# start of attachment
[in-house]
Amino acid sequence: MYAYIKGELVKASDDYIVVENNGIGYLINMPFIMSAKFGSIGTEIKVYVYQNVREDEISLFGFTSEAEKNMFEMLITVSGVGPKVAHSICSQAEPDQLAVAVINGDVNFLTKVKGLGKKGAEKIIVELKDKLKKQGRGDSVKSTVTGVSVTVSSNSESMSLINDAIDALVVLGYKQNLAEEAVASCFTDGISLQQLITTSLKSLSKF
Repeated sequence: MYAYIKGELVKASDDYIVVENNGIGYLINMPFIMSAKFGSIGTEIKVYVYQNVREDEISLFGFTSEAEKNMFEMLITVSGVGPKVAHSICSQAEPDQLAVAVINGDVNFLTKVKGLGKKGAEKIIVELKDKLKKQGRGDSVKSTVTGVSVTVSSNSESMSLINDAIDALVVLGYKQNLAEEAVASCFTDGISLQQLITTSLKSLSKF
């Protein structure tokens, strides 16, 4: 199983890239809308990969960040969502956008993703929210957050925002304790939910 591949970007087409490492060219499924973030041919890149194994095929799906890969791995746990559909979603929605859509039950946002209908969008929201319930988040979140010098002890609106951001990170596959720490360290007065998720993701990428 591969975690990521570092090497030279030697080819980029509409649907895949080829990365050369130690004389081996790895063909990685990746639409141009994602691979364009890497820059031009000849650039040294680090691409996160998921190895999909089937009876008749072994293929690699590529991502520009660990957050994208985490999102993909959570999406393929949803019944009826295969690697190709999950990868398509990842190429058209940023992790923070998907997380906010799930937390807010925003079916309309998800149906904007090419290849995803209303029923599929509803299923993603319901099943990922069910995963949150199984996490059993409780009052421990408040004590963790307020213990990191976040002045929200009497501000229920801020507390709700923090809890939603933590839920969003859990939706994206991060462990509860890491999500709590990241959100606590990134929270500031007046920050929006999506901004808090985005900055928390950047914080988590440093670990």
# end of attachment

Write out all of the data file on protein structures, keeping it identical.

[in-house]
Amino acid sequence: MYAYIKGELVKASDDYIVVENNGIGYLINMPFIMSAKFGSIGTEIKVYVYQNVREDEISLFGFTSEAEKNMFEMLITVSGVGPKVAHSICSQAEPDQLAVAVINGDVNFLTKVKGLGKKGAEKIIVELKDKLKKQGRGDSVKSTVTGVSVTVSSNSESMSLINDAIDALVVLGYKQNLAEEAVASCFTDGISLQQLITTSLKSLSKF
Repeated sequence: MYAYIKGELVKASDDYIVVENNGIGYLINMPFIMSAKFGSIGTEIKVYVYQNVREDEISLFGFTSEAEKNMFEMLITVSGVGPKVAHSICSQAEPDQLAVAVINGDVNFLTKVKGLGKKGAEKIIVELKDKLKKQGRGDSVKSTVTGVSVTVSSNSESMSLINDAIDALVVLGYKQNLAEEAVASCFTDGISLQQLITTSLKSLSKF
């Protein structure tokens, strides 16, 4: 199983890239809308990969960040969502956008993703929210957050925002304790939910 591949970007087409490492060219499924973030041919890149194994095929799906890969791995746990559909979603929605859509039950946002209908969008929201319930988040979140010098002890609106951001990170596959720490360290007065998720993701990428 591969975690990521570092090497030279030697080819980029509409649907895949080829990365050369130690004389081996790895063909990685990746639409141009994602691979364009890497820059031009000849650039040294680090691409996160998921190895999909089937009876008749072994293929690699590529991502520009660990957050994208985490999102993909959570999406393929949803019944009826295969690697190709999950990868398509990842190429058209940023992790923070998907997380906010799930937390807010925003079916309309998800149906904007090419290849995803209303029923599929509803299923993603319901099943990922069910995963949150199984996490059993409780009052421990408040004590963790307020213990990191976040002045929200009497501000229920801020507390709700923090809890939603933590839920969003859990939706994206991060462990509860890491999500709590990241959100606590990134929270500031007046920050929006999506901004808090985005900055928390950047914080988590440093670990």